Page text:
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Michael Hasty
Terrible Pilot 2
June 5, 2002

"I was sitting outside the classroom waiting to go in, and I saw an airplane hit the tower - the TV was obviously on. And I used to fly, myself, and I said, well, there's one terrible pilot. I said, it must have been a horrible accident. But I was whisked off there, I didn't have much time to think about it. And I was sitting in the classroom, and Andy Card, my Chief of Staff...walked in and said, 'A second plane has hit the tower, America is under attack.'" - George W. Bush

Now that we know that Bush was informed before the 9/11 attacks of a terrorist plot to hijack American airliners, this explanation of his reaction to the news, given to a Florida audience last December, raises a number of disturbing questions.

For one thing, it contradicts contemporaneous news accounts of his actions that fateful morning, which reported that he was asked even before he went into the elementary school whether he knew about the first plane hitting the World Trade Center. He replied that he had, and would issue a statement later.

A more curious anomaly is that there were, in fact, no television pictures of the first plane hitting the tower until hours after the WTC had collapsed, when the networks received video footage from an independent filmmaker. Bush couldn't have been talking about the second strike - which millions of people witnessed live - because at that time he was already in the classroom. The White House has issued no clarification of this point.

But the most remarkable aspect of Bush's statement, especially in the wake of ongoing revelations about how much information his administration actually had prior to 9/11, is that it represents an open admission of his failure to assume the duties of Commander-in-Chief.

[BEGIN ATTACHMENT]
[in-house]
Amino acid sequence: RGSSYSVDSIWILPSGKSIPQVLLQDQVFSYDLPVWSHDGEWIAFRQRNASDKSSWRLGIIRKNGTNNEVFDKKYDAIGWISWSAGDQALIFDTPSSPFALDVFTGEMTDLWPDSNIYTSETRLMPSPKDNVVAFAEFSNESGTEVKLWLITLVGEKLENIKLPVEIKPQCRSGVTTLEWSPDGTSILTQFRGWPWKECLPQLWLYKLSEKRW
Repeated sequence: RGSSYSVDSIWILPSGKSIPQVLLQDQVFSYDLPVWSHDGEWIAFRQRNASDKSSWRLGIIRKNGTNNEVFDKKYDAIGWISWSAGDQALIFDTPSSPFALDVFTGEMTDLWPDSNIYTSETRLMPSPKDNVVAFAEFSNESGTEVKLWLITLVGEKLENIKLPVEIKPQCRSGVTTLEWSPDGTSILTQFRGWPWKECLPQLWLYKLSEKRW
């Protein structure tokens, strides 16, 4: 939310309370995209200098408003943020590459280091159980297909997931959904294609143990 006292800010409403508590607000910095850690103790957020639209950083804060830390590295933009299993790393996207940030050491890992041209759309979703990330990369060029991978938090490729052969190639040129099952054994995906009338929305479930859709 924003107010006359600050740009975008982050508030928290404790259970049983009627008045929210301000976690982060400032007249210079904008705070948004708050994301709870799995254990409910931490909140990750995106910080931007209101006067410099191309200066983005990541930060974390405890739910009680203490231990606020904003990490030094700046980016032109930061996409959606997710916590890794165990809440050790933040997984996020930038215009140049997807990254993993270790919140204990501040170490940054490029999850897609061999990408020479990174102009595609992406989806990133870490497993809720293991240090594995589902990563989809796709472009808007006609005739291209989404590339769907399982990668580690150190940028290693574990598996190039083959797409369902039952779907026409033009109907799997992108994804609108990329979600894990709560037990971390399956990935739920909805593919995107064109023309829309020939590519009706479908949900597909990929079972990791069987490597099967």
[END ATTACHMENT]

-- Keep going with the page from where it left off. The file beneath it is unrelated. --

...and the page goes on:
Before the first plane hit the tower, federal authorities knew that this was an unprecedented multiple hijacking. The military had been notified, and National Guard F-15s had already been dispatched to try to intercept the flights to New York.

It is inconceivable that this information was not passed on to the presidential entourage in Florida.

Yet despite his certain knowledge of the scope of the crisis; and despite the CIA briefing he had received, at his specific request, just one month earlier, outlining Al-Qaeda plans (including the possible hijacking of commercial airliners) to strike targets "in the US;" and despite his sworn duty to "protect and defend" America, Bush chose instead to let himself be "whisked off" into a second-grade classroom, where - even after hearing about the second plane - he sat for another twenty minutes, reading a children's story about a goat.

He spent the rest of that tragic day flying around the country, "just trying to get out of harm's way," as he told a German television reporter on his recent European trip.

Now imagine what the reaction would be if we were talking about Bill Clinton here instead of Bush. The cable TV commentators and radio talk show hosts would be screaming their angry heads off 24 hours a day; and more than likely, the House of Representatives would have already passed articles of impeachment.

Hmm. Not a bad idea.